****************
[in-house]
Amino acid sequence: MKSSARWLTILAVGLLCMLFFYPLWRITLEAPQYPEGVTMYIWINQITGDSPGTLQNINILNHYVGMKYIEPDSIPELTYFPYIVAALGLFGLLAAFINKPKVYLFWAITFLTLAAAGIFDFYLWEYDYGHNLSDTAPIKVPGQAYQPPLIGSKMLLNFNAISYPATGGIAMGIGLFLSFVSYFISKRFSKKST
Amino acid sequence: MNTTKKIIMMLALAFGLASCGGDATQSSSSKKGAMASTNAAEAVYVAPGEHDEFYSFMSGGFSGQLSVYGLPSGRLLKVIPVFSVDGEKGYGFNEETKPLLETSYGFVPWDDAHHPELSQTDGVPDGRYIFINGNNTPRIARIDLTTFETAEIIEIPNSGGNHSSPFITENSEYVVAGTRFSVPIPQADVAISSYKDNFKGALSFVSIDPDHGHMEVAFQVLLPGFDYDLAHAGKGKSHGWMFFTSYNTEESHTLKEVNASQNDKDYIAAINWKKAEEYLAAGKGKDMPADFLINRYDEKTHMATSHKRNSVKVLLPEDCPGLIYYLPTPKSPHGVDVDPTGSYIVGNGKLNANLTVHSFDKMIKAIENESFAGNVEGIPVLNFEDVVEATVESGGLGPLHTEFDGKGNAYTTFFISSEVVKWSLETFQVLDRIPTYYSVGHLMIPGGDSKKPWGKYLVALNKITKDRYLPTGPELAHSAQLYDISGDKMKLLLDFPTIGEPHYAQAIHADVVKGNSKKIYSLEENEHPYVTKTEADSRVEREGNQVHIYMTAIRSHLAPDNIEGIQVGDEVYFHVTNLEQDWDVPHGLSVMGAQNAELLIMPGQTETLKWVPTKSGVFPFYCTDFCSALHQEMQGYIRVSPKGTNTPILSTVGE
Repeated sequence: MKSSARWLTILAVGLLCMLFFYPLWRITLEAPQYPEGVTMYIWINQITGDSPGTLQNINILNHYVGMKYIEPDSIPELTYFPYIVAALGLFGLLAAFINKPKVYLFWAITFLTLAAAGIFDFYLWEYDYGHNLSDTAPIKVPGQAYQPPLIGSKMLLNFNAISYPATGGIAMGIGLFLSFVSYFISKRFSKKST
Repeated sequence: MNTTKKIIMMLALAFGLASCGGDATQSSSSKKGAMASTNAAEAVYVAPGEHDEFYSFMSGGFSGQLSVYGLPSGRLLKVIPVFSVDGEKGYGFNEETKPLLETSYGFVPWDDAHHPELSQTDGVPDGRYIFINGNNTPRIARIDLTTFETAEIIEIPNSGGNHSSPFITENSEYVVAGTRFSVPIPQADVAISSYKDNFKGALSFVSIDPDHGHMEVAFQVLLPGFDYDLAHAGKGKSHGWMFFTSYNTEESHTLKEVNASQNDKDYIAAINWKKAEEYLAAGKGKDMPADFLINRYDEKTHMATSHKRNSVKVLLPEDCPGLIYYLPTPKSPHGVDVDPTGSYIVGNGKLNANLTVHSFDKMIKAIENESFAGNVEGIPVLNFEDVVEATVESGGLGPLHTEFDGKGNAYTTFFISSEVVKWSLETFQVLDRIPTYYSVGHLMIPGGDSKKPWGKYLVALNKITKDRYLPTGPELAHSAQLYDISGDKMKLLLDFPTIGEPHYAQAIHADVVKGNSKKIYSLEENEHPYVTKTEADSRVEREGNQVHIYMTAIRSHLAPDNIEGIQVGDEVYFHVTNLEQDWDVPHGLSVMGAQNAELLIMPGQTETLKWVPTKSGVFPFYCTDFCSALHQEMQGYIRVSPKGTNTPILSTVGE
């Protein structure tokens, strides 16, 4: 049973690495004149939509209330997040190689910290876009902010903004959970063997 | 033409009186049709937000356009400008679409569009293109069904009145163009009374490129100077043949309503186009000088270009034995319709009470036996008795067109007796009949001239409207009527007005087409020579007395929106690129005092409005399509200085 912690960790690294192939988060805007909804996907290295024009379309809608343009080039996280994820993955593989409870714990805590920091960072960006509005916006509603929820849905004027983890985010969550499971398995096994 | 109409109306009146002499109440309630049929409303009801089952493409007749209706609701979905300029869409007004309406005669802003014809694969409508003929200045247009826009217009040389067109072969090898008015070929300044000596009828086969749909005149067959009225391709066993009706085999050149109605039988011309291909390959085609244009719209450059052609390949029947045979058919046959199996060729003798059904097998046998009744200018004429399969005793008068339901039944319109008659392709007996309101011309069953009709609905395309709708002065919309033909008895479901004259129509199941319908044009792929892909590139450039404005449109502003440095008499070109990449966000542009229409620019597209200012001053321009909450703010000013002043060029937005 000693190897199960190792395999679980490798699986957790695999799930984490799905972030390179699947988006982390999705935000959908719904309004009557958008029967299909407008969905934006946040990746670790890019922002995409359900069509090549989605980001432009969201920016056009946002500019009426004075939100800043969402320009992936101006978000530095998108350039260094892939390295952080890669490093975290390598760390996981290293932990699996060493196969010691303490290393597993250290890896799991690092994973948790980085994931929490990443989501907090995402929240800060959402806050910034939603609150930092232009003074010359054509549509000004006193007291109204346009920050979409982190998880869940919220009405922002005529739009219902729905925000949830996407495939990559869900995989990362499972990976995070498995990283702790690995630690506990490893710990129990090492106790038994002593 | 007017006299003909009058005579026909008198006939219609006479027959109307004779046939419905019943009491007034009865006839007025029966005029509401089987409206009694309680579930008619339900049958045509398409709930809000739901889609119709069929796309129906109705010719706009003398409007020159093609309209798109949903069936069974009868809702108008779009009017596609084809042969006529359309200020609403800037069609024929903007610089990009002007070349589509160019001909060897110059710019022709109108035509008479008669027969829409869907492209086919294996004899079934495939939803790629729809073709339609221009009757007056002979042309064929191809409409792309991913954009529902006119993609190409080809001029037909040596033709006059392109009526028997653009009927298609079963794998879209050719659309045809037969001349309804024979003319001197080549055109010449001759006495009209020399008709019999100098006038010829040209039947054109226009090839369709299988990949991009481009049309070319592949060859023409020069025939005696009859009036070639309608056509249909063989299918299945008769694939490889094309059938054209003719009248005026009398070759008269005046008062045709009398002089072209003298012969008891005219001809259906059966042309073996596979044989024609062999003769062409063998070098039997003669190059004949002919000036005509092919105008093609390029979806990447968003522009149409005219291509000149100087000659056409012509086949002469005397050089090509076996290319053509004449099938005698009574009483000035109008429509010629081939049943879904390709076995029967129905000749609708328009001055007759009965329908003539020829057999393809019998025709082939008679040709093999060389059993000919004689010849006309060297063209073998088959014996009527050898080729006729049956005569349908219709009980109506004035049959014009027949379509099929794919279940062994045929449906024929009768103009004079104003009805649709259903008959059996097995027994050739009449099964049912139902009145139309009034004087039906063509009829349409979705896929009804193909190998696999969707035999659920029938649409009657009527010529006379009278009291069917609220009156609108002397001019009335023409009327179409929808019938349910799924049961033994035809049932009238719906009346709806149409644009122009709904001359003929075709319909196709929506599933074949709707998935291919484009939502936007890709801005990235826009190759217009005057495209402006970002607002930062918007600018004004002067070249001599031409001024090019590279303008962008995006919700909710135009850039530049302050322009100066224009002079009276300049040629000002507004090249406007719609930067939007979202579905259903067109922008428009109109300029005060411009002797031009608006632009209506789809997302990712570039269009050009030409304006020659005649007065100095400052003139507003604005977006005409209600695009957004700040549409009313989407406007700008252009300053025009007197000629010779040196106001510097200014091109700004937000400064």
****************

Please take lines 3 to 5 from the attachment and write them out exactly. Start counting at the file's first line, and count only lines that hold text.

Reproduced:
Amino acid sequence: MNTTKKIIMMLALAFGLASCGGDATQSSSSKKGAMASTNAAEAVYVAPGEHDEFYSFMSGGFSGQLSVYGLPSGRLLKVIPVFSVDGEKGYGFNEETKPLLETSYGFVPWDDAHHPELSQTDGVPDGRYIFINGNNTPRIARIDLTTFETAEIIEIPNSGGNHSSPFITENSEYVVAGTRFSVPIPQADVAISSYKDNFKGALSFVSIDPDHGHMEVAFQVLLPGFDYDLAHAGKGKSHGWMFFTSYNTEESHTLKEVNASQNDKDYIAAINWKKAEEYLAAGKGKDMPADFLINRYDEKTHMATSHKRNSVKVLLPEDCPGLIYYLPTPKSPHGVDVDPTGSYIVGNGKLNANLTVHSFDKMIKAIENESFAGNVEGIPVLNFEDVVEATVESGGLGPLHTEFDGKGNAYTTFFISSEVVKWSLETFQVLDRIPTYYSVGHLMIPGGDSKKPWGKYLVALNKITKDRYLPTGPELAHSAQLYDISGDKMKLLLDFPTIGEPHYAQAIHADVVKGNSKKIYSLEENEHPYVTKTEADSRVEREGNQVHIYMTAIRSHLAPDNIEGIQVGDEVYFHVTNLEQDWDVPHGLSVMGAQNAELLIMPGQTETLKWVPTKSGVFPFYCTDFCSALHQEMQGYIRVSPKGTNTPILSTVGE
Repeated sequence: MKSSARWLTILAVGLLCMLFFYPLWRITLEAPQYPEGVTMYIWINQITGDSPGTLQNINILNHYVGMKYIEPDSIPELTYFPYIVAALGLFGLLAAFINKPKVYLFWAITFLTLAAAGIFDFYLWEYDYGHNLSDTAPIKVPGQAYQPPLIGSKMLLNFNAISYPATGGIAMGIGLFLSFVSYFISKRFSKKST
Repeated sequence: MNTTKKIIMMLALAFGLASCGGDATQSSSSKKGAMASTNAAEAVYVAPGEHDEFYSFMSGGFSGQLSVYGLPSGRLLKVIPVFSVDGEKGYGFNEETKPLLETSYGFVPWDDAHHPELSQTDGVPDGRYIFINGNNTPRIARIDLTTFETAEIIEIPNSGGNHSSPFITENSEYVVAGTRFSVPIPQADVAISSYKDNFKGALSFVSIDPDHGHMEVAFQVLLPGFDYDLAHAGKGKSHGWMFFTSYNTEESHTLKEVNASQNDKDYIAAINWKKAEEYLAAGKGKDMPADFLINRYDEKTHMATSHKRNSVKVLLPEDCPGLIYYLPTPKSPHGVDVDPTGSYIVGNGKLNANLTVHSFDKMIKAIENESFAGNVEGIPVLNFEDVVEATVESGGLGPLHTEFDGKGNAYTTFFISSEVVKWSLETFQVLDRIPTYYSVGHLMIPGGDSKKPWGKYLVALNKITKDRYLPTGPELAHSAQLYDISGDKMKLLLDFPTIGEPHYAQAIHADVVKGNSKKIYSLEENEHPYVTKTEADSRVEREGNQVHIYMTAIRSHLAPDNIEGIQVGDEVYFHVTNLEQDWDVPHGLSVMGAQNAELLIMPGQTETLKWVPTKSGVFPFYCTDFCSALHQEMQGYIRVSPKGTNTPILSTVGE